Data Revolution for Ensuring Decent Work for all With A Focus on Youth

This event is a side event of the High-Level Political Forum (HLPF) 2019. Participants include representatives from member states, representatives of international organizations, academia and major groups and other stakeholders.

The primary objective of this side event is to bring together policy makers at the national level, international organizations, data experts, private sector, academia, major groups and other stakeholders to share best practices and exchange views on how governments can mobilize the data revolution to ensure decent work for all with a focus on youth.

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Bangladesh, Aspire to Innovate (a2i)

Government or intergovernmental entity


  • International Labour Organization (ILO)
  • United Nations Department of Economic and Social Affairs (UN DESA)
  • United Nations Development Programme (UNDP)
  • United Nations Economic and Social Commission for Asia and the Pacific (UNESCAP)
  • ActionAid
  • Restless Development UK
  • Vital Strategies
  • South-South Network for Public Service Innovation (SSN4PSI)
  • Permanent Mission of Denmark to the UN
  • Permanent Mission of Bangladesh to the UN


Data plays a critical role in measuring development progress, planning development interventions and addressing exclusion. However, many developing countries currently face data gaps, which can lead to untargeted and ineffective policy formulation and development planning as well as inaccurate and delayed tracking of development progress.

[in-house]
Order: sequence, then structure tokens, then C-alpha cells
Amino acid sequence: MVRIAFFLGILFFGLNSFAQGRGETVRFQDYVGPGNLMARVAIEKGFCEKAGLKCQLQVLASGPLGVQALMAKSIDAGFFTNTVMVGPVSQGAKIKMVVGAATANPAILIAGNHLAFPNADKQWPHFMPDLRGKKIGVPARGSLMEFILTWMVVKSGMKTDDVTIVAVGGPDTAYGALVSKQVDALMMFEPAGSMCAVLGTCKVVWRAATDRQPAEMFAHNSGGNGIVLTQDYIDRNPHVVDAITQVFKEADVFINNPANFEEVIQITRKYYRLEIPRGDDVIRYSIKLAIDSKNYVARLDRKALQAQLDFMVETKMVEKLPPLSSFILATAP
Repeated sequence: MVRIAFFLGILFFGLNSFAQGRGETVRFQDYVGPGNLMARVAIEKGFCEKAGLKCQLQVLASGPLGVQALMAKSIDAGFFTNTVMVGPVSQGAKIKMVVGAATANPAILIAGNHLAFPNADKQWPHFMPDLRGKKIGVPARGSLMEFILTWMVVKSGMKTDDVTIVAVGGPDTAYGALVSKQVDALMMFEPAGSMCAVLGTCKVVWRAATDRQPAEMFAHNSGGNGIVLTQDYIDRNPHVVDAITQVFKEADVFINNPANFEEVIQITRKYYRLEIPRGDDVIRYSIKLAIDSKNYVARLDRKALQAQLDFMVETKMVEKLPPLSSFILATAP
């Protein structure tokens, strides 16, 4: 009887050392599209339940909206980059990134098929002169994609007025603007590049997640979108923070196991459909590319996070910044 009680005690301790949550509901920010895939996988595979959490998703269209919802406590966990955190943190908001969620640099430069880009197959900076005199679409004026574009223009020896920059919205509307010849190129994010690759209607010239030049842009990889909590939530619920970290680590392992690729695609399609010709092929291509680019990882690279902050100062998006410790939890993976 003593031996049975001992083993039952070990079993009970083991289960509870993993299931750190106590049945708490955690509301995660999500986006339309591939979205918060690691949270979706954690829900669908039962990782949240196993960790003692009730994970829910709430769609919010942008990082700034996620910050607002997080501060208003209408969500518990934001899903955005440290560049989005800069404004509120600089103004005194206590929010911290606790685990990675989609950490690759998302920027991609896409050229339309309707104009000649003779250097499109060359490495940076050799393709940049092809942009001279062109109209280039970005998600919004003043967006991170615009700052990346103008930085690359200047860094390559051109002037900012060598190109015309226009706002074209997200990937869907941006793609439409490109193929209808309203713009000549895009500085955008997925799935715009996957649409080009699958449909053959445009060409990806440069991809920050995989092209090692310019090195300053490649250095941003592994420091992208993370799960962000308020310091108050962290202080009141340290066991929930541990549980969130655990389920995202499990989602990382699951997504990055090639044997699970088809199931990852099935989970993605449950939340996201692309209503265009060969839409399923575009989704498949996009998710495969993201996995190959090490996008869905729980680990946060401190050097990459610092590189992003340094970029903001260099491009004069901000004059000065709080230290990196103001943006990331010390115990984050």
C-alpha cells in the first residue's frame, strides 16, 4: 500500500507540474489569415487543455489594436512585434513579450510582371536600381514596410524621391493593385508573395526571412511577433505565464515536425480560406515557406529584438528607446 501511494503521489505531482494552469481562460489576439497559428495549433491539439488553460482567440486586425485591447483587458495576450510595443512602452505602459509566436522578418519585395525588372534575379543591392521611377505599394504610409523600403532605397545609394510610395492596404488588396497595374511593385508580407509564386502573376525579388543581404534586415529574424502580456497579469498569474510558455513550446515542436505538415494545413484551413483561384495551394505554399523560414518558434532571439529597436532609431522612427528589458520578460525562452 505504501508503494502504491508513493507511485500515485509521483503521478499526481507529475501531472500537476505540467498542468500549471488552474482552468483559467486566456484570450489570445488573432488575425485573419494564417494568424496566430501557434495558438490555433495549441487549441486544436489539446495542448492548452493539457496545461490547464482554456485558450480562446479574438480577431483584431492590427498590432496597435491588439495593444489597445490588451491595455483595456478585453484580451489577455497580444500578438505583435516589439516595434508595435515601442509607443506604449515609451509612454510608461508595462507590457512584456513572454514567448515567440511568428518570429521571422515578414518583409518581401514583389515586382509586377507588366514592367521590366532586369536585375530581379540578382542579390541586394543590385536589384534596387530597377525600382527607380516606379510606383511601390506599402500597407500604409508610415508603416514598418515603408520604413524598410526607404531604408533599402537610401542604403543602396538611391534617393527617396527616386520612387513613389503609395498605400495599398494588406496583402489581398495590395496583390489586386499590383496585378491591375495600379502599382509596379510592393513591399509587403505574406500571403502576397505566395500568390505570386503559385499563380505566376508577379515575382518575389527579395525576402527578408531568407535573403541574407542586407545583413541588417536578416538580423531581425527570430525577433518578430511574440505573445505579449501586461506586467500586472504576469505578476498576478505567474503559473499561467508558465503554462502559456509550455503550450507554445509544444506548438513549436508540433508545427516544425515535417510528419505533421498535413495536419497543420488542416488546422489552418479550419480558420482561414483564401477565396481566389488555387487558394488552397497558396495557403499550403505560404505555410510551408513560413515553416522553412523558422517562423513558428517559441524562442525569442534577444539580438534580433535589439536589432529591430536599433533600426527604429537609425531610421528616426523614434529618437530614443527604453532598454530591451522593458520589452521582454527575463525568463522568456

It is therefore paramount to leverage the current data revolution to ensure data-driven policymaking in the implementation of the 2030 Agenda. 

Today we have the largest generation of youth in history – a population that will reach 2 billion youth by 2030 – and it is therefore vital to promote youth employment worldwide. Data can contribute to achieving SDG 8 through capturing demand data directly from the industries to develop market-driven skills for the men and women entering the workforce, in turn enabling governments to ensure decent jobs for all. Furthermore, the rapid pace of technological advancement brings unprecedented opportunities to leverage Big Data to generate predictive data on future market demand.

Across both developed and developing countries, there are big differences in how countries collect, analyze and use data, leading to varying degrees of effectiveness in policies and interventions. There are therefore great benefits for countries in exchanging experiences in this area.

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